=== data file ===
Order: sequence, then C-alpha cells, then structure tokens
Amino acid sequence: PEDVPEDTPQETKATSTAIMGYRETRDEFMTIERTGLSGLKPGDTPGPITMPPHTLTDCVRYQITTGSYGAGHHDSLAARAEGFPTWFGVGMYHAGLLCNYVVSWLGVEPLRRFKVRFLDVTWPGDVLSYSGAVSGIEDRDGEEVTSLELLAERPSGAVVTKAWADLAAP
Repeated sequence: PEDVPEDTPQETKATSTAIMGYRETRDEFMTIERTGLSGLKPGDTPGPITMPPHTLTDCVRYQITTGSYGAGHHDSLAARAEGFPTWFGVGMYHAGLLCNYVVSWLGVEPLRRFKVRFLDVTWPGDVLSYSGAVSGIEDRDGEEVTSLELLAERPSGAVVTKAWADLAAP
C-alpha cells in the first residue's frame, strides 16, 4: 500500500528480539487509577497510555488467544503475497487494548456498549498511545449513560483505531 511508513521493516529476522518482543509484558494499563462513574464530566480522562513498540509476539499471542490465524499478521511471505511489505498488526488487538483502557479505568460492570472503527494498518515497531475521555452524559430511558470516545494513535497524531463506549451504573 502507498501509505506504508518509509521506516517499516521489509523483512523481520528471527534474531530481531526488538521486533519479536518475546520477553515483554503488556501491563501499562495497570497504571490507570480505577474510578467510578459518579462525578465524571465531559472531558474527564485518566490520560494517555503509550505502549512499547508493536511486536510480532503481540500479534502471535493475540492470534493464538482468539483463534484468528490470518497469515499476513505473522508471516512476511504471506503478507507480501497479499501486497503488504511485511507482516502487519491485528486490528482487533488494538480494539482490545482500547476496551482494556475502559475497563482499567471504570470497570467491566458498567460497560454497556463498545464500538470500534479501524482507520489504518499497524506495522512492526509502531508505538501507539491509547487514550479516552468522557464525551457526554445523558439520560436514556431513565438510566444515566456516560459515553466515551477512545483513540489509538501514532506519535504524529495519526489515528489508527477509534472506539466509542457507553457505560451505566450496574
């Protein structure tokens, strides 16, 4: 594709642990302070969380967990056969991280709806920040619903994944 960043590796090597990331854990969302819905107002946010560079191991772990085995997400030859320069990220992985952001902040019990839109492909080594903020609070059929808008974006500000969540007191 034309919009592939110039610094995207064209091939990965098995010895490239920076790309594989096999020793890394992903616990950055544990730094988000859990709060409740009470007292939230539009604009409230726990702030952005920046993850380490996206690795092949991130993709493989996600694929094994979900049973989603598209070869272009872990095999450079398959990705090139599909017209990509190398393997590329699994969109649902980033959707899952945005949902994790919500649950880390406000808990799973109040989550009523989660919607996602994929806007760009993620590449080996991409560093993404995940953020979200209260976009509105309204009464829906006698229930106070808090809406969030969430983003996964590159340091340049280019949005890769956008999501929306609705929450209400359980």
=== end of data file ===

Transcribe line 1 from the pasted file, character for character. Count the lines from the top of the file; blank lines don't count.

Order: sequence, then C-alpha cells, then structure tokens